by James Hansen
In what is sure to come as a surprise to entertainment prognosticators damning Natalie Portman’s Oscar hopes for making her post-Academy Award win “shit movie” before she even wins the award, Portman’s “shit movie” – Ivan Reitman’s No Strings Attached (and, incidentally, executive produced by Portman) – is far from an awards kiss of death (if you believe in such things) and actually shows more nuance than most mainstream romantic comedies, not to mention “awards movies” which seem more and more willing to abandon any subtlety in favor of bludgeoning audiences with their awardyness.
While not as radical as James L. Brooks’ How Do You Know?, the widely reviled film which found an equally ardent cadre of supporters (#TeamHowDoYouKnow?!), No Strings Attached literally passes over the typically conservative romcom formulas – the film opens with a seemingly sloppy sequence of flashbacks which hopscotch over classic romcom scenarios (questions of teenage virginity at summer camp, slutting it up in college frat houses) – and reverses them. Sex, here, is not an end goal where the triumphant white male claims his prize and high-fives his buddies. Rather, in No Strings Attached, sex is a given component of a relationship, a starting point from which issues of self inevitably arise for both persons involved. It isn’t really a question of “Can sex friends stay best friends?,” but when, why, and how silly pleasure transforms into more complex companionship. Oh yeah, it's also funny.
The aforementioned romcom scenarios revolve around Emma (Natalie Portman) and Adam (Ashton Kutcher), two sensitive, loner kids at camp who go different directions (he, a frat life at Michigan, she, working to become a doctor at MIT), before ending up in the same place (Los Angeles) where things come full circle. A night of binge drinking with his pals, Wallace (Ludacris!) and Eli (Jake Johnson), ends with Adam waking up in an unfamiliar apartment and re-living the classic college situation, Dude, What’d I Put My Dick In? Luckily, Emma’s doctor roomates, Patrice (the always exciting Greta Gerwig) and Shira (Mindy Kaling), resisted the swoons of a naked, depressed Adam. So, too, did Emma, at least the night before, but a passing glance here, a naked guy there, and their multiple almost-happened moments finally happens. No big deal – some afternoon sex, Emma’s off to work, and Adam heads home.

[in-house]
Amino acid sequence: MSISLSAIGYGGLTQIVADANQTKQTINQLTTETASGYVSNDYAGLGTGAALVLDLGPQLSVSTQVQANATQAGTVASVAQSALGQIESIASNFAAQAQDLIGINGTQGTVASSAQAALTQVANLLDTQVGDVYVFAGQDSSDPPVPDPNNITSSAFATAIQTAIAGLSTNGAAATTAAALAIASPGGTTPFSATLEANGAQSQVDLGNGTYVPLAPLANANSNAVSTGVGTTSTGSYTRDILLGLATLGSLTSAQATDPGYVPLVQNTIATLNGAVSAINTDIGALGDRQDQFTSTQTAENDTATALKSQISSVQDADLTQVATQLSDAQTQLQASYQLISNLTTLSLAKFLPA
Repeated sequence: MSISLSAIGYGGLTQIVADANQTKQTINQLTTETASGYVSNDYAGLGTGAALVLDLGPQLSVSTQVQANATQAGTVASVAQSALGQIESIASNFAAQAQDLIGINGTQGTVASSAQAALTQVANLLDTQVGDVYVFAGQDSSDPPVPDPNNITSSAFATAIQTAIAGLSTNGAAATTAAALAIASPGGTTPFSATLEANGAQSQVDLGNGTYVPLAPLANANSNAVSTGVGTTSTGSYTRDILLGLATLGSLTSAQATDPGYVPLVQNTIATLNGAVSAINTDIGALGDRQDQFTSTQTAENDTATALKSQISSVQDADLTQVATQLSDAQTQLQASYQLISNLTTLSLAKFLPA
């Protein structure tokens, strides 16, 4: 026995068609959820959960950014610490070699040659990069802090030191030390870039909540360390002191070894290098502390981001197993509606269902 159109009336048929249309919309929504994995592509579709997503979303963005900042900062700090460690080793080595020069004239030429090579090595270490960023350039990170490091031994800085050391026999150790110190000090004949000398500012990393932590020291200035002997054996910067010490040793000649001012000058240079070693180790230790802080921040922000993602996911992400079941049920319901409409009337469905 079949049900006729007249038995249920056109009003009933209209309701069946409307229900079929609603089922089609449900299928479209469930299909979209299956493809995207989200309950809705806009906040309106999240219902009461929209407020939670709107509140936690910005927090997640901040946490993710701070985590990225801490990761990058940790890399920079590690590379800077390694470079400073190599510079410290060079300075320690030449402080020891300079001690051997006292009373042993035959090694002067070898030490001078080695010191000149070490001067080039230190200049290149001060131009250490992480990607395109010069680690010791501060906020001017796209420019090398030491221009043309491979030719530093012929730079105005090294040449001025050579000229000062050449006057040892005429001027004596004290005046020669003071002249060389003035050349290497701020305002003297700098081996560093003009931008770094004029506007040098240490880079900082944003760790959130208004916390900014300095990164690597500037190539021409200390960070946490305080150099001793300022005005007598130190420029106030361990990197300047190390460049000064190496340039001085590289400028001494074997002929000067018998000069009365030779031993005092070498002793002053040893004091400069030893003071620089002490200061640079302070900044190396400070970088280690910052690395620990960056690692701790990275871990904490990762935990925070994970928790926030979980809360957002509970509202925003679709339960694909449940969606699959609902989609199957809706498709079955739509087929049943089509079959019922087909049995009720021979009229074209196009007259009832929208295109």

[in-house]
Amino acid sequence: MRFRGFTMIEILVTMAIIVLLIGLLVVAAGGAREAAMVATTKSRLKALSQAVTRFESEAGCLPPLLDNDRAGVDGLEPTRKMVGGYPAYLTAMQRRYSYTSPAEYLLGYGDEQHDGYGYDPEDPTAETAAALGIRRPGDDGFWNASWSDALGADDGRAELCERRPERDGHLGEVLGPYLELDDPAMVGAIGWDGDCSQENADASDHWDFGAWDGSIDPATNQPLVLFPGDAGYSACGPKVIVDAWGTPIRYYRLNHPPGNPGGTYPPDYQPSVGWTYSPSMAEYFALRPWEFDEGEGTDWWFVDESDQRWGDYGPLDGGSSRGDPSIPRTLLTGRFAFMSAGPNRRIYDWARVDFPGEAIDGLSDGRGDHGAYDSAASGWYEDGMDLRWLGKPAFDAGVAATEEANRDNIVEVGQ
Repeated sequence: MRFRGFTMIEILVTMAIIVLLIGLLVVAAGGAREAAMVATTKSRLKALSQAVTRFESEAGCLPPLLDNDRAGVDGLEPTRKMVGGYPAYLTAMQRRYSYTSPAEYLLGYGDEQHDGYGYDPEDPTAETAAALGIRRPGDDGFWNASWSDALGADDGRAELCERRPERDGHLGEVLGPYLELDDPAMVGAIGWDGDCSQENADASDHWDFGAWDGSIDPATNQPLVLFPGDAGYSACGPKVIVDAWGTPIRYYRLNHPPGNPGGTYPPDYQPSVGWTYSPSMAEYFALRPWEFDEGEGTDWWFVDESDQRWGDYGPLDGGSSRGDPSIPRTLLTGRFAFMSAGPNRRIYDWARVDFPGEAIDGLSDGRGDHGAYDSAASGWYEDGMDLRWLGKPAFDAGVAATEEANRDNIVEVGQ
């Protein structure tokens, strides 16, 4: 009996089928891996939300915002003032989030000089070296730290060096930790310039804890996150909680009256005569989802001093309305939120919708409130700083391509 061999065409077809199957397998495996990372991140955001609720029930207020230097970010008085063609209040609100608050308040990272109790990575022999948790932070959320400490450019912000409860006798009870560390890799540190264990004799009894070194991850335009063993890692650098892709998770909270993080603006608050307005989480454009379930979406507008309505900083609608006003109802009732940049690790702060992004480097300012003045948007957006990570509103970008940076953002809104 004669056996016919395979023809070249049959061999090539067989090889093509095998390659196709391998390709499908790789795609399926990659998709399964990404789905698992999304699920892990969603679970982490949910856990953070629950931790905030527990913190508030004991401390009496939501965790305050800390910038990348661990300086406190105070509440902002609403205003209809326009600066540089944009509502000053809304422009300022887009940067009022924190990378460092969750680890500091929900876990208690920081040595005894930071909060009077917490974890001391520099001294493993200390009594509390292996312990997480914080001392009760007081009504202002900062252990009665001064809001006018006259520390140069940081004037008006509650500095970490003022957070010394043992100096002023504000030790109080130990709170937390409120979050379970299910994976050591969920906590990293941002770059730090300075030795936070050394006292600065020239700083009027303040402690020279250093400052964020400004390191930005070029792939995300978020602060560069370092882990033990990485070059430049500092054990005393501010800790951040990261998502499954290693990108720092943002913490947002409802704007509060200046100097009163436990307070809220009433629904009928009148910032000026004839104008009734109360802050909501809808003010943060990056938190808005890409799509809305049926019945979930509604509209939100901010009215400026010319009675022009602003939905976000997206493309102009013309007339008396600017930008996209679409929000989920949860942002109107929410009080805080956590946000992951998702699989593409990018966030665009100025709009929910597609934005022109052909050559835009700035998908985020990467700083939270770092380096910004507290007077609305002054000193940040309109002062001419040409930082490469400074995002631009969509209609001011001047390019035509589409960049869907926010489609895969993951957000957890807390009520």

Naturally, this is just the beginning (else we wouldn’t have a movie). Though the major storylines are all by the book, No Strings Attached gleefully bounds along thanks to the supporting cast. Gerwig, after conquering the indie world with her unique, natural energy, had a breakout year in 2010 with her role in Noah Baumbach’s Greenberg. Here, she provides each of her scenes with a surprising vibrancy, instrumental to the maintaining the film’s casual charm without stopping it dead in its tracks, as so often happens with secondary characters in mainstream comedy. The characters aren't floundering aimlessly in screenplay mechanics, but part of a developed world. (Watch how the crazy producer with a crush on Adam transforms from a one-line joke to an actual character). The awkwardly constructed subplot between Adam, a would-be writer spending his days assisting on a High School Musical knockoff, and his aloof father (Kevin Kline), a famed sitcom actor, comes closest to sinking the film, yet, on the brink of disaster, Kline schmoozes his way through a birthday song, which is funny, yes, but also an exemplary, desperate charade of trying to regain love and respect once it has been lost.
Of course, such charades aren’t needed – something Kline’s ridiculous charicature won’t understand – and, to its credit, No Strings Attached doesn’t solve Adam and Emma’s dilemma with the vapid scenarios that pile up near the film’s conclusion. And while the genre mechanics fall back into all too familiar territory – Emma is the confused one and has to come running back to her [squeaky clean perfect] man, duh – No Strings Attached ends with a nice touch, a punch line, a final reversal of the scenarios it skips at the beginning. For Emma and Adam, it isn’t a question of sex. It’s the problem of breakfast.